How Social Reputation Networks Interact with Competition in Anonymous Online Trading: An Experimental Study
Gary Bolton (),
Claudia Loebbecke and
No 32, Working Paper Series in Economics from University of Cologne, Department of Economics
Many Internet markets rely on â€˜feedback systemsâ€™, essentially social networks of reputation, to facilitate trust and trustworthiness in anonymous transactions. Market competition creates incentives that arguably may enhance or curb the effectiveness of these systems. We investigate how different forms of market competition and social reputation networks interact in a series of laboratory online markets, where sellers face a moral hazard. We find that competition in strangers networks (where market encounters are one-shot) most frequently enhances trust and trustworthiness, and always increases total gains-from-trade. One reason is that information about reputation trumps pricing in the sense that traders usually do not conduct business with someone having a bad reputation not even for a substantial price discount. We also find that a reliable reputation network can largely reduce the advantage of partners networks (where a buyer and a seller can maintain repeated exchange with each other) in promoting trust and trustworthiness if the market is sufficiently competitive. We conclude that, overall, competitive online markets have more effective social reputation networks.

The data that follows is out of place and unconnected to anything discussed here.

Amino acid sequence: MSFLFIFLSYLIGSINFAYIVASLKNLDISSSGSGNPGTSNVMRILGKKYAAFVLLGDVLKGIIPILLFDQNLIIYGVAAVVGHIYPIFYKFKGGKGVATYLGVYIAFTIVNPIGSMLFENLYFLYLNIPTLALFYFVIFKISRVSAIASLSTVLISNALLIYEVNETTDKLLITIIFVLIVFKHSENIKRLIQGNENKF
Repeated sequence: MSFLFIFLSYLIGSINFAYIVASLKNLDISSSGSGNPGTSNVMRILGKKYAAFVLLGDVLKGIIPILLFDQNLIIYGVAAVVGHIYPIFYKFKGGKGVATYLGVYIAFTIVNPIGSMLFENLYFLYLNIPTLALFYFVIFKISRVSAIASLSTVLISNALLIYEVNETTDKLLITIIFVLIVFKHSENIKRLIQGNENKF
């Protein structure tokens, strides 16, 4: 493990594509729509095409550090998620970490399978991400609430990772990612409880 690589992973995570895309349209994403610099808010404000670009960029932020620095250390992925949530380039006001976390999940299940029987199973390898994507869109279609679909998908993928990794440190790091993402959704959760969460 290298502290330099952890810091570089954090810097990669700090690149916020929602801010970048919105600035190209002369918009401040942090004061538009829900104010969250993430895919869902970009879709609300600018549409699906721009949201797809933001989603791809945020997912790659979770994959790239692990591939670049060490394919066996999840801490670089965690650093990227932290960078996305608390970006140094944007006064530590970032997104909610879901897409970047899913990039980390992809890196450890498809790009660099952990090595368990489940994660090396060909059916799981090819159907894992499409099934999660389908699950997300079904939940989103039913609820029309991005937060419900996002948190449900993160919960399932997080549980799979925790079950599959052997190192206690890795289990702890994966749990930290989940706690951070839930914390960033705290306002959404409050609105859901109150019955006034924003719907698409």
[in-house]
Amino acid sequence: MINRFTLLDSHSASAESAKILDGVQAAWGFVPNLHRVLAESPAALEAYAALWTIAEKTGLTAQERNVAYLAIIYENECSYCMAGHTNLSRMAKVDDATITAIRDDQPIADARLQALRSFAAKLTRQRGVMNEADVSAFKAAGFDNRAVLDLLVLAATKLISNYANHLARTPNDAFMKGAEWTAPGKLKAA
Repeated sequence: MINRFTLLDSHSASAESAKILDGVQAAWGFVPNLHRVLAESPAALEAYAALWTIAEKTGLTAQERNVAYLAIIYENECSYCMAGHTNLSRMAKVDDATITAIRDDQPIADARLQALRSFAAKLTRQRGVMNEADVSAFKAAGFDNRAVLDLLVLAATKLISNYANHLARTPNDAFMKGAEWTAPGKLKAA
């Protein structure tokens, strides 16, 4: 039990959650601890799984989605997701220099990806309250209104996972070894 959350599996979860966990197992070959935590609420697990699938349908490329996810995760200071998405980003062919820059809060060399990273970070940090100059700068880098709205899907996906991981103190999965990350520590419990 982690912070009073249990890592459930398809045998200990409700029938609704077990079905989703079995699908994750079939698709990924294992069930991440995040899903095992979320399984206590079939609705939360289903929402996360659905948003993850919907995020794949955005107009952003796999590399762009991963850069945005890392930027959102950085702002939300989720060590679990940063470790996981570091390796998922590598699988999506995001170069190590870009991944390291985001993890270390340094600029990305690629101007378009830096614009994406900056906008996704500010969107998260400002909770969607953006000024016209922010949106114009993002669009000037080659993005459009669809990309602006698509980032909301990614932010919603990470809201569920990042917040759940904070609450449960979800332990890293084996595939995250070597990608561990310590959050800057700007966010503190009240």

New Economics Papers: this item is included in nep-com, nep-exp, nep-ict, nep-mic, nep-mkt, nep-net and nep-soc
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Working Paper: How Social Reputation Networks Interact with Competition in Anonymous Online Trading: An Experimental Study (2008)
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